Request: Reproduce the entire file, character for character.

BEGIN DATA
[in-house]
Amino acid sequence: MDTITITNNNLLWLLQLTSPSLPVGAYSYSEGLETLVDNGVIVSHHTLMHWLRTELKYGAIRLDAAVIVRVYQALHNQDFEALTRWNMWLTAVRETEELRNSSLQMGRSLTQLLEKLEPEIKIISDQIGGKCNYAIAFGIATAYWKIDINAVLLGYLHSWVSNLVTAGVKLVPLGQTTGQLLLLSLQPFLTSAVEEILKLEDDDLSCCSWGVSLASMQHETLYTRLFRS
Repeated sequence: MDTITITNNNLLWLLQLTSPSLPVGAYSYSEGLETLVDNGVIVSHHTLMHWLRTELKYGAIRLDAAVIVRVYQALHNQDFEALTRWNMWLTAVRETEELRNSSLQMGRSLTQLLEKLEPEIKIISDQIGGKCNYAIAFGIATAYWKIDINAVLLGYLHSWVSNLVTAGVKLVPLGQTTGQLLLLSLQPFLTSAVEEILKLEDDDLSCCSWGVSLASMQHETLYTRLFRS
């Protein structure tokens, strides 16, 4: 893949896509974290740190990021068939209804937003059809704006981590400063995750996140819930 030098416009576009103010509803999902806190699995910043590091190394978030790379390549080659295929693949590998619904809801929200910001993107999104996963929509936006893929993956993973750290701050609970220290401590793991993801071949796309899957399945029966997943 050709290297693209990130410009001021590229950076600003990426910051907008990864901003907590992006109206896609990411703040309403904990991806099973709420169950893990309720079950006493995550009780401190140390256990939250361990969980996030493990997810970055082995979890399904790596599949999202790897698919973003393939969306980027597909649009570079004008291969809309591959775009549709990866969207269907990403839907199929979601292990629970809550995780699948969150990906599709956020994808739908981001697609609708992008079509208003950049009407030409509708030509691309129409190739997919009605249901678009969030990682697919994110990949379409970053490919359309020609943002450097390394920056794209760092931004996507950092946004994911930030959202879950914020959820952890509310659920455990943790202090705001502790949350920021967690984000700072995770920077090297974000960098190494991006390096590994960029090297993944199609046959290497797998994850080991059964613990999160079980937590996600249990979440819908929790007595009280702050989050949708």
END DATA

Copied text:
[in-house]
Amino acid sequence: MDTITITNNNLLWLLQLTSPSLPVGAYSYSEGLETLVDNGVIVSHHTLMHWLRTELKYGAIRLDAAVIVRVYQALHNQDFEALTRWNMWLTAVRETEELRNSSLQMGRSLTQLLEKLEPEIKIISDQIGGKCNYAIAFGIATAYWKIDINAVLLGYLHSWVSNLVTAGVKLVPLGQTTGQLLLLSLQPFLTSAVEEILKLEDDDLSCCSWGVSLASMQHETLYTRLFRS
Repeated sequence: MDTITITNNNLLWLLQLTSPSLPVGAYSYSEGLETLVDNGVIVSHHTLMHWLRTELKYGAIRLDAAVIVRVYQALHNQDFEALTRWNMWLTAVRETEELRNSSLQMGRSLTQLLEKLEPEIKIISDQIGGKCNYAIAFGIATAYWKIDINAVLLGYLHSWVSNLVTAGVKLVPLGQTTGQLLLLSLQPFLTSAVEEILKLEDDDLSCCSWGVSLASMQHETLYTRLFRS
């Protein structure tokens, strides 16, 4: 893949896509974290740190990021068939209804937003059809704006981590400063995750996140819930 030098416009576009103010509803999902806190699995910043590091190394978030790379390549080659295929693949590998619904809801929200910001993107999104996963929509936006893929993956993973750290701050609970220290401590793991993801071949796309899957399945029966997943 050709290297693209990130410009001021590229950076600003990426910051907008990864901003907590992006109206896609990411703040309403904990991806099973709420169950893990309720079950006493995550009780401190140390256990939250361990969980996030493990997810970055082995979890399904790596599949999202790897698919973003393939969306980027597909649009570079004008291969809309591959775009549709990866969207269907990403839907199929979601292990629970809550995780699948969150990906599709956020994808739908981001697609609708992008079509208003950049009407030409509708030509691309129409190739997919009605249901678009969030990682697919994110990949379409970053490919359309020609943002450097390394920056794209760092931004996507950092946004994911930030959202879950914020959820952890509310659920455990943790202090705001502790949350920021967690984000700072995770920077090297974000960098190494991006390096590994960029090297993944199609046959290497797998994850080991059964613990999160079980937590996600249990979440819908929790007595009280702050989050949708």